What Is Truth? The Return of “Nothing Rhymes with Gehrz”

If you’re a hardcore reader of The Pietist Schoolman and a family member and prone to spending too much time online, you might know that last spring my colleague Sam Mulberry and I premiered our latest podcast, Nothing Rhymes with Gehrz. Over the course of two gloriously unrehearsed episodes, we each suggested six words that (a) did not rhyme … More What Is Truth? The Return of “Nothing Rhymes with Gehrz”

Is Loyalty a Virtue?

I like to think of myself as a pretty loyal person. I’m wary of loyalty to imagined communities like nations, but when it comes to family members and close friends, I’d even say that I’m fiercely loyal. But one of the many consequences of the Trump presidency is that I’ve been reconsidering the moral status … More Is Loyalty a Virtue?

How Christian Scholars Seek Truth in a “Post-Truth” World

Fake news. Alternative facts. Post-truth. When those are the catch phrases of the moment, this portion of my employer’s statement of core values can seem both quaint and urgently needed: As learners, we are critical thinkers and problem-solvers committed to academic excellence and intellectual rigor. At the same time, we are truth-seekers, recognizing that all truth-scientific, artistic, philosophical, … More How Christian Scholars Seek Truth in a “Post-Truth” World

Confessing Faculty: Why I Signed (and Why I Hesitated)

It’s probably getting harder to believe my earlier claim that I rarely sign petitions, now that I’ve gone ahead and done so three times since last February. But please believe me that I don’t add my name lightly to documents like this “Statement of Confession and Commitment,” signed by a growing group of “Confessing Faculty” and inspired by … More Confessing Faculty: Why I Signed (and Why I Hesitated)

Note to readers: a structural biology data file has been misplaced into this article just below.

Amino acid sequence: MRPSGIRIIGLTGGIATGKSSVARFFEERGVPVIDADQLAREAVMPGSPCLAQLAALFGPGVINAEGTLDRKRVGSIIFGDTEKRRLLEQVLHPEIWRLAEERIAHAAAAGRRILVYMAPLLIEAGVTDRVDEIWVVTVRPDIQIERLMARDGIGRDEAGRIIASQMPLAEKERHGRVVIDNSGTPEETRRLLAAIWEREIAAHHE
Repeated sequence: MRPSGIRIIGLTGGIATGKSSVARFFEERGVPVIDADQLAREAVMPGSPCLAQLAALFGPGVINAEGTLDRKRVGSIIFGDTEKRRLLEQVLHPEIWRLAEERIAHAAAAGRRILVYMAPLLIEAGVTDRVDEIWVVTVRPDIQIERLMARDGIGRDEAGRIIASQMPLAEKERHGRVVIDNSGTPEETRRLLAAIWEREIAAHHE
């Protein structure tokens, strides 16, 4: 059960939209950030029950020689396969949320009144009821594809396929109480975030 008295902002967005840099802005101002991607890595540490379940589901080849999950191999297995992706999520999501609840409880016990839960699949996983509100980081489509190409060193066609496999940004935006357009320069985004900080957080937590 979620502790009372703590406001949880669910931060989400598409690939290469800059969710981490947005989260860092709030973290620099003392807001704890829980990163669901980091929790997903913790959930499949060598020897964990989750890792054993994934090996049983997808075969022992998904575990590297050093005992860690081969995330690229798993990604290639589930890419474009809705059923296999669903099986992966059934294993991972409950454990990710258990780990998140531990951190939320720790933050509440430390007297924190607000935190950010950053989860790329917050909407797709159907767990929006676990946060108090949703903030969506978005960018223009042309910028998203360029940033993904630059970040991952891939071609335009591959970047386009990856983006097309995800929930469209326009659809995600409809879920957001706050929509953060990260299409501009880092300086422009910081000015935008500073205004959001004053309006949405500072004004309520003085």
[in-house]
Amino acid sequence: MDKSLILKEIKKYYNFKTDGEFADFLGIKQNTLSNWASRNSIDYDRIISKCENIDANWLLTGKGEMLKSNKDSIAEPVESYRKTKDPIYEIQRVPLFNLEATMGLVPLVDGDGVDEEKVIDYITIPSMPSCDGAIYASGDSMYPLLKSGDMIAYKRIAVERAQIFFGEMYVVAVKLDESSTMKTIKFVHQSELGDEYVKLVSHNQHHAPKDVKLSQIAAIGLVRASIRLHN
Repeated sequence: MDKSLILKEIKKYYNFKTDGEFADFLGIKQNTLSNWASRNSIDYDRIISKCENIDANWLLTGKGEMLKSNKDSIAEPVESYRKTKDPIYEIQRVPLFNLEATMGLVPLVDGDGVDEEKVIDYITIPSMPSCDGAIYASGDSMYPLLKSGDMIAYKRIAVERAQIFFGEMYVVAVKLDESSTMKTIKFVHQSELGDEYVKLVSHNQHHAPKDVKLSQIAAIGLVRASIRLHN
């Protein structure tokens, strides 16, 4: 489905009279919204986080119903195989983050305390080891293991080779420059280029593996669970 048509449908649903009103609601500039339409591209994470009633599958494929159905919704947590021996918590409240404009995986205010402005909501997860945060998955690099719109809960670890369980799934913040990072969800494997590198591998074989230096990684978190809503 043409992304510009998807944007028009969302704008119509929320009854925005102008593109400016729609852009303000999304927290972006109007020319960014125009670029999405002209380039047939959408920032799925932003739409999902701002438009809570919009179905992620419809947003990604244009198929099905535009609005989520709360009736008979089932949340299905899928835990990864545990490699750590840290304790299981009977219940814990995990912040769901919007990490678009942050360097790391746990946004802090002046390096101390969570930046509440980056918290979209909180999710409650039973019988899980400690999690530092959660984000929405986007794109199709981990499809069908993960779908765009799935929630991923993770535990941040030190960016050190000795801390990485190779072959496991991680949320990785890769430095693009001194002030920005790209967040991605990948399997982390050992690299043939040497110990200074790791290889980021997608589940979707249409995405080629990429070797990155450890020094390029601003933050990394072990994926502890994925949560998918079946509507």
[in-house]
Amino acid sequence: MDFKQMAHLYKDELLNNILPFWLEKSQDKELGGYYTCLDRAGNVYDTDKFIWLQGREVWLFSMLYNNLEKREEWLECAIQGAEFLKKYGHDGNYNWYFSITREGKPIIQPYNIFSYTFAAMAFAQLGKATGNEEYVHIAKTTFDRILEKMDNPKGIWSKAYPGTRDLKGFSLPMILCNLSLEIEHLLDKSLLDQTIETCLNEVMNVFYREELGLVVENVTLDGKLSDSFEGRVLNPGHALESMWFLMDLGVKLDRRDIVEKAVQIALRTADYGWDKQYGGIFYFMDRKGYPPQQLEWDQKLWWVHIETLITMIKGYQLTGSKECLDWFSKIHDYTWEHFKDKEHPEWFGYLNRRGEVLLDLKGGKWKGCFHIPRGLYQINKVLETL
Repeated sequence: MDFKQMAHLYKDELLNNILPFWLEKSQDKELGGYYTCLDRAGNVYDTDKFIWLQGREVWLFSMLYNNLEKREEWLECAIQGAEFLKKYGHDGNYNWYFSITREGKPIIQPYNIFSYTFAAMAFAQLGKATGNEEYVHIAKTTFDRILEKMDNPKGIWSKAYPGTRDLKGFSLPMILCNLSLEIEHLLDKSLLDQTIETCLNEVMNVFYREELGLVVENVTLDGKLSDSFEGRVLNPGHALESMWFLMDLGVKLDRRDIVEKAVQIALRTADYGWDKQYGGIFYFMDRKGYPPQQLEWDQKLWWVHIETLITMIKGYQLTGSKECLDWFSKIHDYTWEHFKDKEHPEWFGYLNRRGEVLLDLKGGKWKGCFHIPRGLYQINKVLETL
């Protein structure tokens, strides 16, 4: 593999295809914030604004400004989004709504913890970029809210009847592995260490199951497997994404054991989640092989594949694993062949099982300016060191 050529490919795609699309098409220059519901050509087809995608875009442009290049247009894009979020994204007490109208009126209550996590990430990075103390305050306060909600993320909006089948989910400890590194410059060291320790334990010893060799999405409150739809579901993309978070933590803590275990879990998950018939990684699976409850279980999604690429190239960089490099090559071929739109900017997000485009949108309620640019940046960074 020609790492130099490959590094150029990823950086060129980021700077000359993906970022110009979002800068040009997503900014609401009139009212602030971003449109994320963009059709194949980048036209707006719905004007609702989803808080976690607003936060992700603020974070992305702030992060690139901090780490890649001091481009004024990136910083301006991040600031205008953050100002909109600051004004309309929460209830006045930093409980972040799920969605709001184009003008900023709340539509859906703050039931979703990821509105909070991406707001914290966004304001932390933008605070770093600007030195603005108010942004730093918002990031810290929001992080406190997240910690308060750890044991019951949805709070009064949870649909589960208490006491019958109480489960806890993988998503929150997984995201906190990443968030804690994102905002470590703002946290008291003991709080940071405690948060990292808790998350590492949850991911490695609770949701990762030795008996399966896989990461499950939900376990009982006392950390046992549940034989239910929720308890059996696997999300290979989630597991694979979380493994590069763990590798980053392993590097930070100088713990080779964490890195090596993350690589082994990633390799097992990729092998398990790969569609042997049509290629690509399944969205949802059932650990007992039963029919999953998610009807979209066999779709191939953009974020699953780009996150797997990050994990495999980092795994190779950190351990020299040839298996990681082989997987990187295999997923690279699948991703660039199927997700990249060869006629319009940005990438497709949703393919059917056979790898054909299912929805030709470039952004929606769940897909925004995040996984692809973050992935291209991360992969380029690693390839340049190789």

What Makes for the Best Historical Movies? (part 1)

I’m not planning to blog this week, while I join my family on vacation on Minnesota’s beautiful North Shore. But over at The Anxious Bench, my regular Tuesday post kicked off a new series on historical movies like this summer’s Civil War/Reconstruction epic, Free State of Jones. At the end of the series, I’ll reveal two of … More What Makes for the Best Historical Movies? (part 1)

A Week of Listening: Makoto Fujimura on Hope, Beauty, and Justice

Today let me invite readers to listen to a different kind of voice. While the artist Makoto Fujimura was speaking the night before the grand jury decision and subsequent protests in Ferguson, his reflection on faith, beauty, truth, and — above all — hope couldn’t have been more timely in light of what was happening in Missouri. Invited to … More A Week of Listening: Makoto Fujimura on Hope, Beauty, and Justice

Best of The Pietist Schoolman: A Pietist Model of Christian Scholarship

It’s going to be an unusually busy summer week for this college professor, so in place of new posts, enjoy a few of my favorites from the first half of 2014. We’ll start with my attempt to sketch a Pietist alternative to the scholarly model known as “faith-learning integration” — a three-part series that represented … More Best of The Pietist Schoolman: A Pietist Model of Christian Scholarship

A Pietist Model of Christian Scholarship: Against Faith-Learning Integration

What would Christian scholarship look like if rooted in the Pietist tradition? Would Pietists affirm something like “the integration of faith and learning”? Yesterday I had the chance to talk about these questions as part of Bethel’s annual faith-learning workshop for faculty on the cusp of applying for tenure. Thanks to workshop facilitator Kathy Nevins for the invitation! (Kathy … More A Pietist Model of Christian Scholarship: Against Faith-Learning Integration